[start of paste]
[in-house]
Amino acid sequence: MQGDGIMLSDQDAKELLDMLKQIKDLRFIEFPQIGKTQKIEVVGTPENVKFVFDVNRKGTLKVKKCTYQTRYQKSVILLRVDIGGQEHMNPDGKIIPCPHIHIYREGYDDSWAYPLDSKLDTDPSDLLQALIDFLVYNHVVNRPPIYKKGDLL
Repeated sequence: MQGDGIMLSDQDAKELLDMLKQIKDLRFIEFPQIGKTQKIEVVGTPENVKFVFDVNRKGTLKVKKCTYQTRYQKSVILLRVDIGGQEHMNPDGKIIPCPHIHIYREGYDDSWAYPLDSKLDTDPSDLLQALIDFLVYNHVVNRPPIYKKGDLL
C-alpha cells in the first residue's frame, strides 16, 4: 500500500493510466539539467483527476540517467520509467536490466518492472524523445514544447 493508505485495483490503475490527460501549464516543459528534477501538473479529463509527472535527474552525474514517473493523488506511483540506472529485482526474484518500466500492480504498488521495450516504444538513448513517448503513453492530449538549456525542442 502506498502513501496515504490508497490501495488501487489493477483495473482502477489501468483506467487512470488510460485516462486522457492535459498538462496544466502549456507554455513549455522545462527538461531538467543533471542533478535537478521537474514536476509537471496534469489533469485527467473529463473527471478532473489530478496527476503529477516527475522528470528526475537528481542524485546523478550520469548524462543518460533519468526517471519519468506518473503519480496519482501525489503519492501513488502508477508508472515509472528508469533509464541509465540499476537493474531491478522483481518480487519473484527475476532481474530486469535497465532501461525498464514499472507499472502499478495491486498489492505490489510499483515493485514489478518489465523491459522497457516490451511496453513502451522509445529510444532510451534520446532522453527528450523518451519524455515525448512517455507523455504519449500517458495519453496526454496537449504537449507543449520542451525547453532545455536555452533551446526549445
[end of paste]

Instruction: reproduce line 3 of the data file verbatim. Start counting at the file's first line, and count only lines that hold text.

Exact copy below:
Repeated sequence: MQGDGIMLSDQDAKELLDMLKQIKDLRFIEFPQIGKTQKIEVVGTPENVKFVFDVNRKGTLKVKKCTYQTRYQKSVILLRVDIGGQEHMNPDGKIIPCPHIHIYREGYDDSWAYPLDSKLDTDPSDLLQALIDFLVYNHVVNRPPIYKKGDLL